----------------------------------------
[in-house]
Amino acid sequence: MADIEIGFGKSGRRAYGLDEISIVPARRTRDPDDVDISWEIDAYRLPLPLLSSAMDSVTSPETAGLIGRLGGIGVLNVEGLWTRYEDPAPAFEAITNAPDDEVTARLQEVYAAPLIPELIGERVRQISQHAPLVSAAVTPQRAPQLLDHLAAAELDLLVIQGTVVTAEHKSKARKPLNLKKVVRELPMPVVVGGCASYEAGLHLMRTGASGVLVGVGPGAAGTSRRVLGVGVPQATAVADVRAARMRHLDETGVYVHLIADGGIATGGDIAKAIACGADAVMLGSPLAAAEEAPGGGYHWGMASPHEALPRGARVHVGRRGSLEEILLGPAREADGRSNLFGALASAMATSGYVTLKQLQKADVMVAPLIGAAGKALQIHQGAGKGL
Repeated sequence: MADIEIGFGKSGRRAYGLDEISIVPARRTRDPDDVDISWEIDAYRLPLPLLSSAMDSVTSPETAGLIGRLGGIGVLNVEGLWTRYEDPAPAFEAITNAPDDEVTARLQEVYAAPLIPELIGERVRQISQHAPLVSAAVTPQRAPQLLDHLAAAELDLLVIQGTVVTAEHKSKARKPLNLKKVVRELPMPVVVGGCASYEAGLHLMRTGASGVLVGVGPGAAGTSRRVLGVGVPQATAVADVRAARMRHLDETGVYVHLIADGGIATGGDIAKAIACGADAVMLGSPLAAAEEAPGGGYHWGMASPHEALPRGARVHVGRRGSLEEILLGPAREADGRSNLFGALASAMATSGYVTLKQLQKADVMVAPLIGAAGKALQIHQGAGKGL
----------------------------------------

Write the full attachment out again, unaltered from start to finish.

[in-house]
Amino acid sequence: MADIEIGFGKSGRRAYGLDEISIVPARRTRDPDDVDISWEIDAYRLPLPLLSSAMDSVTSPETAGLIGRLGGIGVLNVEGLWTRYEDPAPAFEAITNAPDDEVTARLQEVYAAPLIPELIGERVRQISQHAPLVSAAVTPQRAPQLLDHLAAAELDLLVIQGTVVTAEHKSKARKPLNLKKVVRELPMPVVVGGCASYEAGLHLMRTGASGVLVGVGPGAAGTSRRVLGVGVPQATAVADVRAARMRHLDETGVYVHLIADGGIATGGDIAKAIACGADAVMLGSPLAAAEEAPGGGYHWGMASPHEALPRGARVHVGRRGSLEEILLGPAREADGRSNLFGALASAMATSGYVTLKQLQKADVMVAPLIGAAGKALQIHQGAGKGL
Repeated sequence: MADIEIGFGKSGRRAYGLDEISIVPARRTRDPDDVDISWEIDAYRLPLPLLSSAMDSVTSPETAGLIGRLGGIGVLNVEGLWTRYEDPAPAFEAITNAPDDEVTARLQEVYAAPLIPELIGERVRQISQHAPLVSAAVTPQRAPQLLDHLAAAELDLLVIQGTVVTAEHKSKARKPLNLKKVVRELPMPVVVGGCASYEAGLHLMRTGASGVLVGVGPGAAGTSRRVLGVGVPQATAVADVRAARMRHLDETGVYVHLIADGGIATGGDIAKAIACGADAVMLGSPLAAAEEAPGGGYHWGMASPHEALPRGARVHVGRRGSLEEILLGPAREADGRSNLFGALASAMATSGYVTLKQLQKADVMVAPLIGAAGKALQIHQGAGKGL